AMSTERDAM (Reuters) - Demand for Brazilian beans in Europe’s cash coffee market was strong this week as roasters stepped in to cover their immediate needs, traders said.
“People are buying hand-to-mouth,” one trader said. “Buyers still have difficulties buying to cover their long-term needs, banks are hesitant to give loans and even if they can get loans they are too expensive.”
Differentials for Brazilian Swedish quality beans were unchanged on the week at 18 cents under New York’s March arabica contract on Friday.
“Trade was subdued in the second half of the week due to the November 1 holiday,” another trader said.
This year’s on-year crop in top producer Brazil’s biennial cycle has meant the market is well supplied with arabica beans, which has put pressure on prices.
ICE December arabica coffee futures were up 1.50 cents or 1.0 percent at $1.5495 per lb on Friday. The contract hit $1.5280 on Thursday, the lowest level for the front month since June 22.
”After the harvest from a high-yield year in Brazil had already put pressure on prices of Arabica coffee, this effect is now being compounded by rising shipments from Central American countries, Germany’s Commerzbank said in a note this week.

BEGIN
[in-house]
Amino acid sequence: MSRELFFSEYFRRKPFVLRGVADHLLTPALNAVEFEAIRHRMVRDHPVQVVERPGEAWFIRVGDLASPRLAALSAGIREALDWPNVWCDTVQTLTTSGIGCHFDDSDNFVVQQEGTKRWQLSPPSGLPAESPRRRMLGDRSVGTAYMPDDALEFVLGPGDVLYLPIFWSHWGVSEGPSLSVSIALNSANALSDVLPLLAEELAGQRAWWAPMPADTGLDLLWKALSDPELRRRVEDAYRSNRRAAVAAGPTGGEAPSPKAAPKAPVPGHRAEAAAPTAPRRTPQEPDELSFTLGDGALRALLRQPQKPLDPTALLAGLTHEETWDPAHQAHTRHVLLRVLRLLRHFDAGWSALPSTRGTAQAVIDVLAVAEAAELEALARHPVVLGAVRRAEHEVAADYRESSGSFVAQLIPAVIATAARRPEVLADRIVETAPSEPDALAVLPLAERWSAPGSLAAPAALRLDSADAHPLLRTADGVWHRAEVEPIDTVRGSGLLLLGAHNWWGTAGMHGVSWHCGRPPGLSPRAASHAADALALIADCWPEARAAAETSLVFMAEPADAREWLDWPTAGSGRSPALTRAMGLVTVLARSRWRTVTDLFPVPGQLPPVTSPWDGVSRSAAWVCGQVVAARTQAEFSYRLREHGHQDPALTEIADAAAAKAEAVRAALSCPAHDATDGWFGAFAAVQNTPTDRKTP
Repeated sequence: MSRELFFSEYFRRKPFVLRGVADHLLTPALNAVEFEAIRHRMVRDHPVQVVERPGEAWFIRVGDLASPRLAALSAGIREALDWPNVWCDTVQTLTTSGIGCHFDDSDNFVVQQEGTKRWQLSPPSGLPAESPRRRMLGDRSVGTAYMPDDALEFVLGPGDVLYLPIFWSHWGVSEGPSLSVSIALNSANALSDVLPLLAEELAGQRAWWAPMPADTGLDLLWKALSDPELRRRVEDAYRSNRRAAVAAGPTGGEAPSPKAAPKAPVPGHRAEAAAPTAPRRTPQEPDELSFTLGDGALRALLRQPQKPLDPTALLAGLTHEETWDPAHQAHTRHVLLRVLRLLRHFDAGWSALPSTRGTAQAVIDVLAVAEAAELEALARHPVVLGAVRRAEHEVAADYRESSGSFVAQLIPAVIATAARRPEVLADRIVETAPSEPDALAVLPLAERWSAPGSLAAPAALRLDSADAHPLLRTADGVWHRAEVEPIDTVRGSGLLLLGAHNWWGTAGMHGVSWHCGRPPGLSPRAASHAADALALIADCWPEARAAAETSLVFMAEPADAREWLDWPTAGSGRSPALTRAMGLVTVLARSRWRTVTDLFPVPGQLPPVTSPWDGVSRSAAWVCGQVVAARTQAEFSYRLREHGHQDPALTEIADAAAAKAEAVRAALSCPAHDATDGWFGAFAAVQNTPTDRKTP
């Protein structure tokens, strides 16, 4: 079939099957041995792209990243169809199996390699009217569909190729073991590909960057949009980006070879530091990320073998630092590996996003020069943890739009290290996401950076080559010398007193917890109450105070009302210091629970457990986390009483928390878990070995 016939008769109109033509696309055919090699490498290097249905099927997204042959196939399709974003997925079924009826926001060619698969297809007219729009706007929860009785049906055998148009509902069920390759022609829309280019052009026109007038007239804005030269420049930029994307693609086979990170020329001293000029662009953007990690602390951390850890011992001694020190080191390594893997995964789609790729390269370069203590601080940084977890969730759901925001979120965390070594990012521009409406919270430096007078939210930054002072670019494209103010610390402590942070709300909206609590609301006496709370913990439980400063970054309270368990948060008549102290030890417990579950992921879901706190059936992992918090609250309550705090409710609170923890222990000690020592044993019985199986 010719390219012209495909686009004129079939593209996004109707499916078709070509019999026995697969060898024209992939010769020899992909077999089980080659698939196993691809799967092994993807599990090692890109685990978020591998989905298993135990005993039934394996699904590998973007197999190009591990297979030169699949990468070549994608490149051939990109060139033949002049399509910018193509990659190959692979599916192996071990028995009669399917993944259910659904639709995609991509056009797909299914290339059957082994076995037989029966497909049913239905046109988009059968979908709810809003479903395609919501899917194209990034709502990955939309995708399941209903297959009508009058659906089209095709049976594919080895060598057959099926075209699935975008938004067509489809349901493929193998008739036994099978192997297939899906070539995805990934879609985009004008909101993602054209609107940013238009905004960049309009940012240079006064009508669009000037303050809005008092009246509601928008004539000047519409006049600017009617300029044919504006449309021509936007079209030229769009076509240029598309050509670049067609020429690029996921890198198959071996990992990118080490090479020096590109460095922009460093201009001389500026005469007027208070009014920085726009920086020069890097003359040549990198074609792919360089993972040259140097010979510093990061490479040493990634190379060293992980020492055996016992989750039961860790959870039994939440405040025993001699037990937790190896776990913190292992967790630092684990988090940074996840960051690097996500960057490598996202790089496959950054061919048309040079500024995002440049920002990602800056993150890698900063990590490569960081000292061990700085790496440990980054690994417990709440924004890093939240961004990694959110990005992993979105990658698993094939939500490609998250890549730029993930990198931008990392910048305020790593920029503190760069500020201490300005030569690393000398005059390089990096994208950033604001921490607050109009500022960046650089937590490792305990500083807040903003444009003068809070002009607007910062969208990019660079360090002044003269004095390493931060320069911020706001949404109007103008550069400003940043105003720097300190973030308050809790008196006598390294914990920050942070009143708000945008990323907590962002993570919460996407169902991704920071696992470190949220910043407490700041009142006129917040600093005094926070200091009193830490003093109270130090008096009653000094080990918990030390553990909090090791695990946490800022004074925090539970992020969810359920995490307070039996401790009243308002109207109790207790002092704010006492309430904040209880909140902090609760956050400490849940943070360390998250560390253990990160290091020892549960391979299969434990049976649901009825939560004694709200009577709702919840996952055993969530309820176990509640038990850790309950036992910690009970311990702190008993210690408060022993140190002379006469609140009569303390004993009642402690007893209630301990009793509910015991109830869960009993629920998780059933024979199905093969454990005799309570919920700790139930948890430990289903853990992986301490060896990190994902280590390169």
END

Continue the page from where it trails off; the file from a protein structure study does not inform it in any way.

Coffee exports from Honduras rose 231 percent in October, the first month of Central America’s 2012-13 coffee season, to 59,111 60-kilogram bags compared with the same month last year, the country’s coffee institute, IHCAFE, said on Thursday.
Robusta coffee futures on Liffe crept higher on Friday with prices holding above a six-month low set earlier this week as the focus remained on Vietnam’s crop, which is expected to be large but slightly below last season.
Vietnam’s 2012/2013 coffee output will decline 15 percent due to adverse weather following a bumper harvest last season, an official of a Vietnamese export firm said on Friday.
European traders said the possible cut in Vietnam’s production did not have a big impact on Europe’s cash market as many were closed for business.
Market participants in some countries took Friday off for a long weekend following All Saints Day on Thursday, which was a public holiday in many European countries including Italy, France, Spain, Belgium and parts of Germany.
Reporting by Ivana Sekularac; Editing by Alison Birrane